I would not typify the sound quality desired or achieved in any imax installation that I've had the displeasure to deal with..as being anything other than mediocre,at best.

I get what you are saying and possibly trying to say.

Pro applications are designed to not break, as a criteria above and beyond sound quality. Pro is curtailed in distortion qualities and purposely introduced limitations, in order to satisfy 24/7 extreme operational aspects. At least in the vast majority of all pro amps I've ever taken apart, opened up, or seen the schematics of. Which number in the hundreds.

the audio qualities I've heard from all of them, in my experience ranges from poor to abysmal. a few were mid-fi in level. The problem in my experience is complex component and signal handling LCR distortions ----- being mistaken for signal/detail.

The good (theater) systems I've heard....are carefully constructed from specific pro and high end audio gear and in high end environments....and have many aspects of being easily broken or blown up, if the people running it are hamfisted or illiterate in any way.

The acoustics of imax theaters and box theaters in my experience are abysmal and downright painful to suffer through.

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Last edited by Teo Audio on Thu Feb 15, 2018 11:57 am, edited 1 time in total.

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PostPosted: Thu Feb 15, 2018 11:52 am 
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aesthetics and application flexibility would be my guess


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PostPosted: Thu Feb 15, 2018 12:40 pm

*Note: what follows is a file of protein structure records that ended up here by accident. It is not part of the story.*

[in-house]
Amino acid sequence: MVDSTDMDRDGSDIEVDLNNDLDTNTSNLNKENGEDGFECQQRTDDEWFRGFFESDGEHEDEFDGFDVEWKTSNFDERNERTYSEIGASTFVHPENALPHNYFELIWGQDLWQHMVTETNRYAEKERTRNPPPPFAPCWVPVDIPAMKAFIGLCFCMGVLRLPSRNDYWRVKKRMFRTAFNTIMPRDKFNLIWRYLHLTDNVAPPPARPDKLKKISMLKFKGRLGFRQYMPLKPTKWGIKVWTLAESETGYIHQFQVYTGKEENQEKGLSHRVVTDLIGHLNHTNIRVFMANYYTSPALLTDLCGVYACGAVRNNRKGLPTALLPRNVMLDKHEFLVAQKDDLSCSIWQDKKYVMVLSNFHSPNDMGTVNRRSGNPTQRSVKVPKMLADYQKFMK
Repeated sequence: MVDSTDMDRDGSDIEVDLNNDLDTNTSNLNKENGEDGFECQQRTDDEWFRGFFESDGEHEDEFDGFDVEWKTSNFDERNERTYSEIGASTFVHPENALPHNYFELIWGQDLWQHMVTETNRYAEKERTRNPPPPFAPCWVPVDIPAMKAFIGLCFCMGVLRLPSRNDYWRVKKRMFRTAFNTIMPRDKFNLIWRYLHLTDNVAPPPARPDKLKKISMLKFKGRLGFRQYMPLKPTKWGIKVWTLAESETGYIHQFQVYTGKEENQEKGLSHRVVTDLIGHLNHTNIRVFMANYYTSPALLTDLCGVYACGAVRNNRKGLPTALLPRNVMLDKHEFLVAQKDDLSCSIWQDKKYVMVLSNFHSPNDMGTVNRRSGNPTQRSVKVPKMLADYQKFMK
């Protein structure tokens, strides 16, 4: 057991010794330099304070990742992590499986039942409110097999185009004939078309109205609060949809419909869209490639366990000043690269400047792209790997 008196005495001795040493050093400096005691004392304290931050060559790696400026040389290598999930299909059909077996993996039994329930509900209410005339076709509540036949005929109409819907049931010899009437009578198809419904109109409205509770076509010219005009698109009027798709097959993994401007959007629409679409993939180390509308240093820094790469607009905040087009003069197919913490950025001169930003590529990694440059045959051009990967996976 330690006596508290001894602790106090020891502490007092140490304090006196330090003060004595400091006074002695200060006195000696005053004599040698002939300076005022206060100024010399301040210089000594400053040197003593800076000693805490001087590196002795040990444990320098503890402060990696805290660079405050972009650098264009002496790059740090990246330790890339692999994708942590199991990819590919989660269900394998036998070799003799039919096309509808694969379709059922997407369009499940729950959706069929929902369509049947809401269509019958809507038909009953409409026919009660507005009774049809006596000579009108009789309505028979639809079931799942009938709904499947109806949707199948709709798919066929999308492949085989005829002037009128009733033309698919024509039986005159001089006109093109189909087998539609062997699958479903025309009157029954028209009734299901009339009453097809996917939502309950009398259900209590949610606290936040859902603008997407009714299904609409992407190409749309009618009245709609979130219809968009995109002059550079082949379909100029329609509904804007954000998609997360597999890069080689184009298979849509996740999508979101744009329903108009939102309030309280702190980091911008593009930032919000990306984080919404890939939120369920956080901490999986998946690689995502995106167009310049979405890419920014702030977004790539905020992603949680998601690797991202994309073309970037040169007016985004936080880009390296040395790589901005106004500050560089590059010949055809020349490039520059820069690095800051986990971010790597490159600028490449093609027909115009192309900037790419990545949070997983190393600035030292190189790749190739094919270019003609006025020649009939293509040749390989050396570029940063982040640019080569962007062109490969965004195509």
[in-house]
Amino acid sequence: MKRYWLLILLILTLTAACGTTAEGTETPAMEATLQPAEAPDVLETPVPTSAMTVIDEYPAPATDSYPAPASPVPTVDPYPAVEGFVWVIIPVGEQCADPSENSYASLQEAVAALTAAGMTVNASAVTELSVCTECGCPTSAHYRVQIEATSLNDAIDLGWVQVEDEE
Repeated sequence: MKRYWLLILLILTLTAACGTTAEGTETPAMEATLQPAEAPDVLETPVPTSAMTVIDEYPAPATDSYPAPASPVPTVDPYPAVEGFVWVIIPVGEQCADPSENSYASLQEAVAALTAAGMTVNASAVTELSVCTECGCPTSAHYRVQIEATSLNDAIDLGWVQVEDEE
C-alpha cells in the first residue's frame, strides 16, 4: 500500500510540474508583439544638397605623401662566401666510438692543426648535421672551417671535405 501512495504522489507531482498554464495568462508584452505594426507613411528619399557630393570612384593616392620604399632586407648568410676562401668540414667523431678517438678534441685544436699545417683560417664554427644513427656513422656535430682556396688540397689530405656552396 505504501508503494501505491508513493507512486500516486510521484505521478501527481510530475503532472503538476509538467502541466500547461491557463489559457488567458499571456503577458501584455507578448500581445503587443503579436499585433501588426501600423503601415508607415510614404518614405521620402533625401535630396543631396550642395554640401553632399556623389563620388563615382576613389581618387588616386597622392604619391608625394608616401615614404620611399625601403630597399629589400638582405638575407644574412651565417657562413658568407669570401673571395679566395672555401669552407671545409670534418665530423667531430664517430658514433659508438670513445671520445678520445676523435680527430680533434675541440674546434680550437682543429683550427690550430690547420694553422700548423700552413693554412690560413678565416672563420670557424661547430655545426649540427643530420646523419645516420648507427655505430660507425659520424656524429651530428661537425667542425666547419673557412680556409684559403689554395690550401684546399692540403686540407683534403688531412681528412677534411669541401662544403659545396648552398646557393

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There's lot of food here, but I don't have time for trolling these days; suum cuique.
Liquidity of cables is also a touchy subject; in such situations I find reviews for Denon AKDL1 quite useful.


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PostPosted: Thu Feb 15, 2018 1:04 pm 
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All that should matter to most of us is that the piece of audio equipment we employ should process the voltage signal it is tasked with handling in a way that adds no errors in amplitude, frequency and phase that are at audible levels. If it does this, it matters not what badge it wears nor the Country of origin nor the purchase price nor the circuit topology used, nor anything else for, objectively it is functioning perfectly and should be enjoyed as such.

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PostPosted: Thu Feb 15, 2018 1:15 pm 
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Location: Toronto, ON, CA
Lots of trouble with pro amps...

o They are ugly. Usually big logos. Odd colors. Industrial cases. My equipment has to be as pretty as I am.
o Super reliable. How the hell do you upgrade if the equipment never fails?
o No magic ingredients. No designer who lives on a mountain top. Just an engineering dept trying to sell large quantities.
o Typically run balanced. Single ended provides the analog warmth so many seek!
o No Class A designs. How can I fry bacon and listen at the same time?

A little tongue in cheek. As someone getting more and more into guitar amps. I find the pro shops a lot of fun.


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PostPosted: Thu Feb 15, 2018 2:24 pm 
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Aside from the fact that the input and output connections can be different, Pro amps are supposed to be designed to handle the hostile environment of being on the road. Try take your home amp on tour and drive a PA with it. I would say the good ones are built stronger than the home stuff and yes they often have big unsightly logos. I would say they are designed the same as most so called audiophile amps... as good as they can for the price point they are willing to sell them for. If that means that some of the money goes to make it more solid than to make it sound good, then so be it. Some of the money for the home stuff goes to making it pretty as well.
In the end, like all other amps, you have to find the one that goes well with your speakers...pro or not.

-- 15 Feb 2018 22:30 --

You CAN fry bacon and eggs on a Bryston in a PA application. They can run hot!

Well eggs for sure, the grease might not be a good idea.